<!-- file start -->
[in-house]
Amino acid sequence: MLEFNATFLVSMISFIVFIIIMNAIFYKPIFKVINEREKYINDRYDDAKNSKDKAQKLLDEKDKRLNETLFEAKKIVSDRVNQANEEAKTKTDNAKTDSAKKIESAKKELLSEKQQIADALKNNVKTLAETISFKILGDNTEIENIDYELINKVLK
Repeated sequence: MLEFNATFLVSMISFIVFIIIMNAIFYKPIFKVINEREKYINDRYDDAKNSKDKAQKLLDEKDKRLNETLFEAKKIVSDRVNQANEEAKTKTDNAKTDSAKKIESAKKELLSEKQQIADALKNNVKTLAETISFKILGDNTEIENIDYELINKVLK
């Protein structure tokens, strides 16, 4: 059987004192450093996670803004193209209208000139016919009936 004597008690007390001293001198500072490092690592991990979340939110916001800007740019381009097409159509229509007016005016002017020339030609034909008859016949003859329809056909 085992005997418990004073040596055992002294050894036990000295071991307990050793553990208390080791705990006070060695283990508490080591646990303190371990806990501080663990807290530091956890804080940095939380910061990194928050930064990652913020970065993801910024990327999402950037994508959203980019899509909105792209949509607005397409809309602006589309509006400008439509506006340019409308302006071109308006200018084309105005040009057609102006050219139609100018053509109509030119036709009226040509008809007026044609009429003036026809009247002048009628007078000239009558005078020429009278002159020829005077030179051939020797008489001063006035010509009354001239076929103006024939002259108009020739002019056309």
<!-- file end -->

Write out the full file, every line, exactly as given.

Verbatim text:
[in-house]
Amino acid sequence: MLEFNATFLVSMISFIVFIIIMNAIFYKPIFKVINEREKYINDRYDDAKNSKDKAQKLLDEKDKRLNETLFEAKKIVSDRVNQANEEAKTKTDNAKTDSAKKIESAKKELLSEKQQIADALKNNVKTLAETISFKILGDNTEIENIDYELINKVLK
Repeated sequence: MLEFNATFLVSMISFIVFIIIMNAIFYKPIFKVINEREKYINDRYDDAKNSKDKAQKLLDEKDKRLNETLFEAKKIVSDRVNQANEEAKTKTDNAKTDSAKKIESAKKELLSEKQQIADALKNNVKTLAETISFKILGDNTEIENIDYELINKVLK
């Protein structure tokens, strides 16, 4: 059987004192450093996670803004193209209208000139016919009936 004597008690007390001293001198500072490092690592991990979340939110916001800007740019381009097409159509229509007016005016002017020339030609034909008859016949003859329809056909 085992005997418990004073040596055992002294050894036990000295071991307990050793553990208390080791705990006070060695283990508490080591646990303190371990806990501080663990807290530091956890804080940095939380910061990194928050930064990652913020970065993801910024990327999402950037994508959203980019899509909105792209949509607005397409809309602006589309509006400008439509506006340019409308302006071109308006200018084309105005040009057609102006050219139609100018053509109509030119036709009226040509008809007026044609009429003036026809009247002048009628007078000239009558005078020429009278002159020829005077030179051939020797008489001063006035010509009354001239076929103006024939002259108009020739002019056309």